UK-based Novation are known these days mainly for making MIDI controller keyboards for computers, but the company first made its name in synths. Novation’s virtual analog synths were beloved for their distinctive sound, accessibility – both in price and ease, and compact design. And some of that legacy, frankly, has been missing in recent years, even with the fun Xio keyboard.
UltraNova could be the hardware that brings back Novation’s soul. And the timing couldn’t be better, with a rekindled love for hardware synths even among dedicated computer users.
As the name implies, the UltraNova recalls Novation’s best-loved synths, the SuperNova and SuperNova II. Novation have brought back some of the spirit of the previous synths quite literally, with the design work of Nick Bookman (more on that soon). They’ve hit an absurd price point for what they’re promising, with a street anticipated around $699 here in the US. The UltraNova combines the kinds of tasty features people like – single part virtual analog synth with wavetables, effects, bus-powered USB and USB audio, software editor, and built-in arpeggiator and vocoder. But it also has a novel, touch-sensitive set of rotaries for editing.
And while there’s plenty of competition in the entry-level synth category, from boutique offerings from Dave Smith to big-name entries from Korg (MicroKORG II) and Roland (GAIA SH-01), I think the UltraNova’s feature set could make it a major competitive force.
Below, check out a high-resolution (1920px) gallery of the new instrument. Spec breakdown and promo video after the jump.
The specs that look most compelling:
- Good-quality keybed: The UltraNova uses a 37-key, Fatar-made keybed. I think Fatar makes some of the best beds out there. (I need to check with them on which variety this is, but I believe it’s one of the semi-weighted synth actions.) And it has channel aftertouch.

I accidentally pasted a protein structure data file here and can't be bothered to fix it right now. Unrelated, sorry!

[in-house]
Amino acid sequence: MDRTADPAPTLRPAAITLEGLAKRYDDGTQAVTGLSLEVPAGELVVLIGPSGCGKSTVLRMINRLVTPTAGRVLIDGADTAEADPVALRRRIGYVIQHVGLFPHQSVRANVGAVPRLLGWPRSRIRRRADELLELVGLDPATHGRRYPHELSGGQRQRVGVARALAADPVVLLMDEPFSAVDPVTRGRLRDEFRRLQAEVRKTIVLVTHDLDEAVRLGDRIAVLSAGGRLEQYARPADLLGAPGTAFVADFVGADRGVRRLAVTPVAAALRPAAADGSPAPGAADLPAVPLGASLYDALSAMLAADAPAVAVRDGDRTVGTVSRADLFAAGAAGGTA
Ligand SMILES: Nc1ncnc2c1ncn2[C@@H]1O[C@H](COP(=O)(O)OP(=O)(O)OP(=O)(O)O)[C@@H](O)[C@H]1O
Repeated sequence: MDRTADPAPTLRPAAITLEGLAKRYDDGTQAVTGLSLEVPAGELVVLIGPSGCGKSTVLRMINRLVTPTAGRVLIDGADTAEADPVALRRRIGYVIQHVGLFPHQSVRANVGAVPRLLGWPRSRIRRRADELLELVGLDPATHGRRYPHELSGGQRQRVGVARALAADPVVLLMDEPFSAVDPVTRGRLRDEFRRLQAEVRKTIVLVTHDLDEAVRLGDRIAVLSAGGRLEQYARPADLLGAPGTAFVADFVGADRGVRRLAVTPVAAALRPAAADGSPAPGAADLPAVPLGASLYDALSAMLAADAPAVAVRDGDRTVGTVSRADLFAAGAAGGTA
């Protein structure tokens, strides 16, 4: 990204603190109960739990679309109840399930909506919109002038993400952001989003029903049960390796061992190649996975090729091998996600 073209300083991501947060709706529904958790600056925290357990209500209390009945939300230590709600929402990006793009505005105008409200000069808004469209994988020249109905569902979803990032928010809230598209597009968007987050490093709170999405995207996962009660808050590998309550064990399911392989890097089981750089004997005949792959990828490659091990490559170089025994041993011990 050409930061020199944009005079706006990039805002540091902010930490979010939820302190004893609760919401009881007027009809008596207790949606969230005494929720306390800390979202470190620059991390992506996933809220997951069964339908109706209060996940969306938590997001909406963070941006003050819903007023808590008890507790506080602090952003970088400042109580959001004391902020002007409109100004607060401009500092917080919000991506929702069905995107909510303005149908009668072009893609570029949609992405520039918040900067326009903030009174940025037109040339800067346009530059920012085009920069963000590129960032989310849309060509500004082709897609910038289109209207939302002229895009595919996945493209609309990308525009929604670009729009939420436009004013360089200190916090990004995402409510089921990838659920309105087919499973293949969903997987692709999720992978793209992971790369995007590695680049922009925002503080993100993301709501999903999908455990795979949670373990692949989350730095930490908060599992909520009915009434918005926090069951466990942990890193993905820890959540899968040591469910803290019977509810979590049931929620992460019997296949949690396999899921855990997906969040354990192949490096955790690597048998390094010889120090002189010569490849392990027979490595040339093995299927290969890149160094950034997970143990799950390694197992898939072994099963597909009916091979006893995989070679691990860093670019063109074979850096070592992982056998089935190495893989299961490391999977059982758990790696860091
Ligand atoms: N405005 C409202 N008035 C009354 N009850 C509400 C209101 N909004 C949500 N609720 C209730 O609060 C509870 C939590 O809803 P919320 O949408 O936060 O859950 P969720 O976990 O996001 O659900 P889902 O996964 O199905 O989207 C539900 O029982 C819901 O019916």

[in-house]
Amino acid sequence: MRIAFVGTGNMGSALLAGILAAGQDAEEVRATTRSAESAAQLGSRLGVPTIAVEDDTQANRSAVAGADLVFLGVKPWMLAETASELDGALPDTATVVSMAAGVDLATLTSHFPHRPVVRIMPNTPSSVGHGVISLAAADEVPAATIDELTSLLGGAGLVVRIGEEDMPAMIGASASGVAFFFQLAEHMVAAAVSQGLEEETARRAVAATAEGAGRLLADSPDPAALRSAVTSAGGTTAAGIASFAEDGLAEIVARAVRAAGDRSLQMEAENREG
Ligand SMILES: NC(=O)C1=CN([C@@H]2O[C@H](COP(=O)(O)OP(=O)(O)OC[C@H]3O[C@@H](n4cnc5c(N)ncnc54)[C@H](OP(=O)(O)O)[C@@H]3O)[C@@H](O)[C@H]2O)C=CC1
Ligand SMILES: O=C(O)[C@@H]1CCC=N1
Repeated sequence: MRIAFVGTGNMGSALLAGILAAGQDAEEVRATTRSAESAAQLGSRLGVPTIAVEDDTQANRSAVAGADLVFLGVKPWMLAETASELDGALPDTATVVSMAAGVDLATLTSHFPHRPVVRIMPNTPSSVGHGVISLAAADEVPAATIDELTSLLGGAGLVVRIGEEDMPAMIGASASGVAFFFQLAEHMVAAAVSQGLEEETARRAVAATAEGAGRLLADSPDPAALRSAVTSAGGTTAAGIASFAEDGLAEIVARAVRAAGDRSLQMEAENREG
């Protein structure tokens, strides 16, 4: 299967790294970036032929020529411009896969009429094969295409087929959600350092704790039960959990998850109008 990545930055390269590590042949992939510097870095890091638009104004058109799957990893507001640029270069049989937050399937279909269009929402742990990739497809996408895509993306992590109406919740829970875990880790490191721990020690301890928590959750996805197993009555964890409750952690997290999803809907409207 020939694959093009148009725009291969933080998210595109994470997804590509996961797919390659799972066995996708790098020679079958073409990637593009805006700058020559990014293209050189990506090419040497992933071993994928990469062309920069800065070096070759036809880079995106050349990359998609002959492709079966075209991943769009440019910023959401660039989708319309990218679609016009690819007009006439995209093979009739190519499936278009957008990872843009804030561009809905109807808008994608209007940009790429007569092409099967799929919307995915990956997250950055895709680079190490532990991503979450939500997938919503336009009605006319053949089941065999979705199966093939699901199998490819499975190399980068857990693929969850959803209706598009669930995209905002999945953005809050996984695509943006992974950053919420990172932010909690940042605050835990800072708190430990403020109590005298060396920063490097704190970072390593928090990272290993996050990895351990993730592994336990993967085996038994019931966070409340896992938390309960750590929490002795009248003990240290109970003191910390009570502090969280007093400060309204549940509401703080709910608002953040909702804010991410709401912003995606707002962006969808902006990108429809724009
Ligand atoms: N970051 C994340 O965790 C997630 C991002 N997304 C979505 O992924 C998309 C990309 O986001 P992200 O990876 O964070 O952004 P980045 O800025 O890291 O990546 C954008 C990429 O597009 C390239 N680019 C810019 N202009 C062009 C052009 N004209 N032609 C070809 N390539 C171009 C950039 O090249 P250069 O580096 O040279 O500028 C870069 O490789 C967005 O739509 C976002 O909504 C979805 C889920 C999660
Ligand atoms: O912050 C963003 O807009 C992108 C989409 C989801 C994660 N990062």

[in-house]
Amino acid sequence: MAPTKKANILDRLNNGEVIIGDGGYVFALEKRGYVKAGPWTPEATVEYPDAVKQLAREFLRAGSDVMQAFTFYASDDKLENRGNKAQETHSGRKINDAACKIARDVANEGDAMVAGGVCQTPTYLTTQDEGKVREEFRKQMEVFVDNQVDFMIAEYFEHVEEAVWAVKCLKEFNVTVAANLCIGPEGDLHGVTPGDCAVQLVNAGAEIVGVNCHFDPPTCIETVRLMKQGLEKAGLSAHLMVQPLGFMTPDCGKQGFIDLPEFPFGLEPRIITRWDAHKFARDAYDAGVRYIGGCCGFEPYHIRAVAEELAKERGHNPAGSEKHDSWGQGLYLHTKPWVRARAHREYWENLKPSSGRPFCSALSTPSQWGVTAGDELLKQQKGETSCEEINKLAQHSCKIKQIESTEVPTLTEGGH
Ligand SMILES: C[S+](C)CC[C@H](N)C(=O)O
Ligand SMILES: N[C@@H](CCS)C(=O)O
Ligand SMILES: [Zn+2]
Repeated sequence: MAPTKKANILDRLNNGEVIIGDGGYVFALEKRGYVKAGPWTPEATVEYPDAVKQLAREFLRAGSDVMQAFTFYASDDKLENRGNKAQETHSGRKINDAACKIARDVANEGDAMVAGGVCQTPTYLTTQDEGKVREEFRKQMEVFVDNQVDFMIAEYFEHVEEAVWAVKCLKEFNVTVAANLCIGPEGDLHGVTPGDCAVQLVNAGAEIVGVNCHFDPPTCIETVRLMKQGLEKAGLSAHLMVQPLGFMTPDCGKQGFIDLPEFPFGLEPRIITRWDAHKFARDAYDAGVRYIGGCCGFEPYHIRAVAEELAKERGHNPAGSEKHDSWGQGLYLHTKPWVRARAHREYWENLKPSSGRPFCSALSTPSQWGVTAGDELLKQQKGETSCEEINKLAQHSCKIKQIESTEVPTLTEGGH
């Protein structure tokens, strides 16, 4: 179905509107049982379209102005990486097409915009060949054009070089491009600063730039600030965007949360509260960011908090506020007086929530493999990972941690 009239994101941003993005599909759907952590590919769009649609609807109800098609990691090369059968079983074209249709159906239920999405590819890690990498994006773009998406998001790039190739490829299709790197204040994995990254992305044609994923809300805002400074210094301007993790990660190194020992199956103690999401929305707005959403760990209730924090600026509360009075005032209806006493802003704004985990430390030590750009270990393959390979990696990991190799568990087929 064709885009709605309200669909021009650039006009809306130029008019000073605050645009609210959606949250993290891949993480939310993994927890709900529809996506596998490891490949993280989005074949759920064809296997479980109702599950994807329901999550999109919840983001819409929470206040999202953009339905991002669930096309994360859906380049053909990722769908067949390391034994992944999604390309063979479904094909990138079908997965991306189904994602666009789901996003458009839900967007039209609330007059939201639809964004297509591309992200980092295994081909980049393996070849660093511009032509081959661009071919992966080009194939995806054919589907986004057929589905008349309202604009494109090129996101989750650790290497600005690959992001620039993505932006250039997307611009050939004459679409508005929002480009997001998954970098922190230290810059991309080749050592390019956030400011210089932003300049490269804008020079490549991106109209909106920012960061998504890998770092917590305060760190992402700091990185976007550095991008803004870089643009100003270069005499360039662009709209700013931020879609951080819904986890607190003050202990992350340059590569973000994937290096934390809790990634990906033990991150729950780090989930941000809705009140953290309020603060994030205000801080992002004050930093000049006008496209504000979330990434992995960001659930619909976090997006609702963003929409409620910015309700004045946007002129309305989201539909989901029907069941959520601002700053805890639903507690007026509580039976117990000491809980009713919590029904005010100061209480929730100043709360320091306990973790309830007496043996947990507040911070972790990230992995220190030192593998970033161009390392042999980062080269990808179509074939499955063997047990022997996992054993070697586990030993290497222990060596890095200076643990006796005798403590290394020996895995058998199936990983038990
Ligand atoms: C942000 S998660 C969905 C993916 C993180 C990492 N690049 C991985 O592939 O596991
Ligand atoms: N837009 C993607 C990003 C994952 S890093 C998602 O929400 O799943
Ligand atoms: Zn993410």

- Wavetables plus subtractive synthesis: Virtual analog, as expected, but there’s a bonus – 36 wavetables, for additional sound design possibilities, which should appeal in particular to Novation’s dance music crowd. (18 voices / 14 filters / 5 effects slots.)
- FX: distortion, chorus/phaser, delay, reverb, and gator plus compression and EQ.
- USB, with bus power. Not only is there USB MIDI and two-in, four-out USB audio, but the entire keyboard runs (quite amazingly, I think) off bus power – no dongle needed. It’s also class-compliant, Linux users / people who hate drivers.
- Sensible I/O: Balanced line-level and stereo S/PDIF outputs, plus MIDI In, Out and Thru ports. Look for that on similarly-priced synths — and good luck.
- Vocoder and other goodies. Finally, someone other than KORG figures out you like gooseneck mics and vocoders. Other extras: an arpeggiator, three LFOs, six envelopes, a noise source, two ring modulators, three oscillators with density and detune controls…
- Those touchable rotary controllers. Perhaps learning from the kinds of controls available on MIDI controllers, editing is available via eight, instant-access “touch and tweak” controls. In a unique move, these rubber encoders are also touch-sensitive, which effectively makes them buttons as well as encoders. There’s also a big knob for fine control of any parameter. It’s a clever arrangement, and I’m eager to try it.
- Free software editor. If you like to be able to manage patch editing onscreen and not just on the front panel, free Mac/Windows editing software is available as an aid. It’s not necessary, but it does make use of your screen (as seen running on the MacBook Pro above).
UK: RRP £587.49. Estimated street price £499.99.
USA: SRP: $849.99. At dealers for $699.99.
DE: UPE €679.99. EST €599.99.
I must say, this is the most I’ve been excited by a Novation product in a long time. Stay tuned. The UltraNova ships in Q4.
Novation promo video below (and yes, this is some of the folks at Novation trying to show it off)!